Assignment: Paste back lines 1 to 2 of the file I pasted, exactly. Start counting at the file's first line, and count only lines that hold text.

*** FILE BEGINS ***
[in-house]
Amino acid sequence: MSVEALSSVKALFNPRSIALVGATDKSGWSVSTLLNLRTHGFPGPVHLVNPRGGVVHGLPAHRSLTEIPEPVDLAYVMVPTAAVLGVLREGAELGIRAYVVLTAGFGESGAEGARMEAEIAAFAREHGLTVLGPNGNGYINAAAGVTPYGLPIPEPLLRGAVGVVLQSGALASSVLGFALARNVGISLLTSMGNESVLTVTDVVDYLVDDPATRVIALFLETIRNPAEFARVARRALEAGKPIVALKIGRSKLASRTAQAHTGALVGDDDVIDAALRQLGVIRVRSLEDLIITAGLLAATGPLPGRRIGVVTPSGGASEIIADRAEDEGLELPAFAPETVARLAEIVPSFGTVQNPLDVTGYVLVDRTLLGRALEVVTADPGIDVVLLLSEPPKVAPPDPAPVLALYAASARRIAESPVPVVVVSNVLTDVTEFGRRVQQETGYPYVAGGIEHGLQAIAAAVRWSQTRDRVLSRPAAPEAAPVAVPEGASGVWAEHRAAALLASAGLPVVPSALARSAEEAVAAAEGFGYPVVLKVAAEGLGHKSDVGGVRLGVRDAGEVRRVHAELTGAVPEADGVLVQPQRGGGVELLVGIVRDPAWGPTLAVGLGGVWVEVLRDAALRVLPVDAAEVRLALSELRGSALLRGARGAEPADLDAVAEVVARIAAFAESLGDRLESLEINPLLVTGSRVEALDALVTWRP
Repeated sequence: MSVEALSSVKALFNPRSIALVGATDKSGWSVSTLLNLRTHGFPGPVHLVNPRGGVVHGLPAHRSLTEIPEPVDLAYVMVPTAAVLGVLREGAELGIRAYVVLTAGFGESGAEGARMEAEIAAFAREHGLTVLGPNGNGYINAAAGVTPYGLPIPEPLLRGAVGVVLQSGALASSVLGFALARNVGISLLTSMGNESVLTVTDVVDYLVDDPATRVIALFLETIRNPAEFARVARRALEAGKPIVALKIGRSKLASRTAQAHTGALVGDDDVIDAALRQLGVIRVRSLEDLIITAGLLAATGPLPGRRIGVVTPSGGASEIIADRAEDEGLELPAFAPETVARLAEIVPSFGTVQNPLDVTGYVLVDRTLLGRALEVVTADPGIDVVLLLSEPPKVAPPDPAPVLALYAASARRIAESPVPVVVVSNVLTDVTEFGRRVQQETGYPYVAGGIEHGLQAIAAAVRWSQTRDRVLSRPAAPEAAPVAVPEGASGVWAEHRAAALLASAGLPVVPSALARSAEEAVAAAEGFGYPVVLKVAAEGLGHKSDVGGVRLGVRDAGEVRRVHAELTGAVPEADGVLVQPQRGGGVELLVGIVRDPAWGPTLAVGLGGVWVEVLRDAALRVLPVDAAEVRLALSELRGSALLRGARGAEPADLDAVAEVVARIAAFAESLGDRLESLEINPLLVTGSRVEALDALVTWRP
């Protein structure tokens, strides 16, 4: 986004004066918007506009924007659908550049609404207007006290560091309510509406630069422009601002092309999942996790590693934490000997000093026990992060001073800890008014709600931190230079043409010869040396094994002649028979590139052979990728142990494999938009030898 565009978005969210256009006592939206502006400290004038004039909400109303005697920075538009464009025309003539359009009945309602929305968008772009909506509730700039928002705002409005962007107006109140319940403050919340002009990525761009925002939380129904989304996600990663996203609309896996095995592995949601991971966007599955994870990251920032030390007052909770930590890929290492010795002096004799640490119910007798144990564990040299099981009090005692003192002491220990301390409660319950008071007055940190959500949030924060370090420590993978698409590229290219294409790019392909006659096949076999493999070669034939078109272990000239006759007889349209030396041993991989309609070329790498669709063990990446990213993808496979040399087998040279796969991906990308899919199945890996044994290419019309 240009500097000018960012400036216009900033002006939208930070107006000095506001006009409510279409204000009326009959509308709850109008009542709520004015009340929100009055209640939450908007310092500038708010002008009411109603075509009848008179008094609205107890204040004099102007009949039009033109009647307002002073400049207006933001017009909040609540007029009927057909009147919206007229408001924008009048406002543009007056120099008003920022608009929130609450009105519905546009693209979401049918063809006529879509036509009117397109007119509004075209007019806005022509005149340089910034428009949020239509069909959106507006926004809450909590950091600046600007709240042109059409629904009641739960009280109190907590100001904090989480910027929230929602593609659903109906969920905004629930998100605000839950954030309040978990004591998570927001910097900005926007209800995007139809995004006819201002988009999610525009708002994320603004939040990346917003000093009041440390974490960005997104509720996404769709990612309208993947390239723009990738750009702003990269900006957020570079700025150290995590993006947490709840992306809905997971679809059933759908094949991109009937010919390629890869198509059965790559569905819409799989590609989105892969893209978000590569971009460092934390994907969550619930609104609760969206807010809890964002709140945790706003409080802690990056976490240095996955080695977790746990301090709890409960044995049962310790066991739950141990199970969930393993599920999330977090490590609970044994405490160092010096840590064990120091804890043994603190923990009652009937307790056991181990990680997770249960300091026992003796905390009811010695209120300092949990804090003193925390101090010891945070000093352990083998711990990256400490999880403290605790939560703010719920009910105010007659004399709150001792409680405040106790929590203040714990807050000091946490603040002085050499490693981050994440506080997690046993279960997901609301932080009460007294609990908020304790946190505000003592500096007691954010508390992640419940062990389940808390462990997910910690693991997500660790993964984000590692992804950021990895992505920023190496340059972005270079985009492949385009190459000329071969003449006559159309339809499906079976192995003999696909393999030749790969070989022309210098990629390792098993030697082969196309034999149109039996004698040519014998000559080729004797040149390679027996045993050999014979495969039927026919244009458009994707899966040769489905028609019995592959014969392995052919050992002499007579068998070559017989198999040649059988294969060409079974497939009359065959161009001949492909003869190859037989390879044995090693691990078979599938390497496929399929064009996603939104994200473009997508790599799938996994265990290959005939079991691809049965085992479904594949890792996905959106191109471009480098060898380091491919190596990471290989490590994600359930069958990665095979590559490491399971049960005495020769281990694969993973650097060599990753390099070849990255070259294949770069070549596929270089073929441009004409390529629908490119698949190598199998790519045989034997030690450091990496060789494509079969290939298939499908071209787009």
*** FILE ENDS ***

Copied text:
[in-house]
Amino acid sequence: MSVEALSSVKALFNPRSIALVGATDKSGWSVSTLLNLRTHGFPGPVHLVNPRGGVVHGLPAHRSLTEIPEPVDLAYVMVPTAAVLGVLREGAELGIRAYVVLTAGFGESGAEGARMEAEIAAFAREHGLTVLGPNGNGYINAAAGVTPYGLPIPEPLLRGAVGVVLQSGALASSVLGFALARNVGISLLTSMGNESVLTVTDVVDYLVDDPATRVIALFLETIRNPAEFARVARRALEAGKPIVALKIGRSKLASRTAQAHTGALVGDDDVIDAALRQLGVIRVRSLEDLIITAGLLAATGPLPGRRIGVVTPSGGASEIIADRAEDEGLELPAFAPETVARLAEIVPSFGTVQNPLDVTGYVLVDRTLLGRALEVVTADPGIDVVLLLSEPPKVAPPDPAPVLALYAASARRIAESPVPVVVVSNVLTDVTEFGRRVQQETGYPYVAGGIEHGLQAIAAAVRWSQTRDRVLSRPAAPEAAPVAVPEGASGVWAEHRAAALLASAGLPVVPSALARSAEEAVAAAEGFGYPVVLKVAAEGLGHKSDVGGVRLGVRDAGEVRRVHAELTGAVPEADGVLVQPQRGGGVELLVGIVRDPAWGPTLAVGLGGVWVEVLRDAALRVLPVDAAEVRLALSELRGSALLRGARGAEPADLDAVAEVVARIAAFAESLGDRLESLEINPLLVTGSRVEALDALVTWRP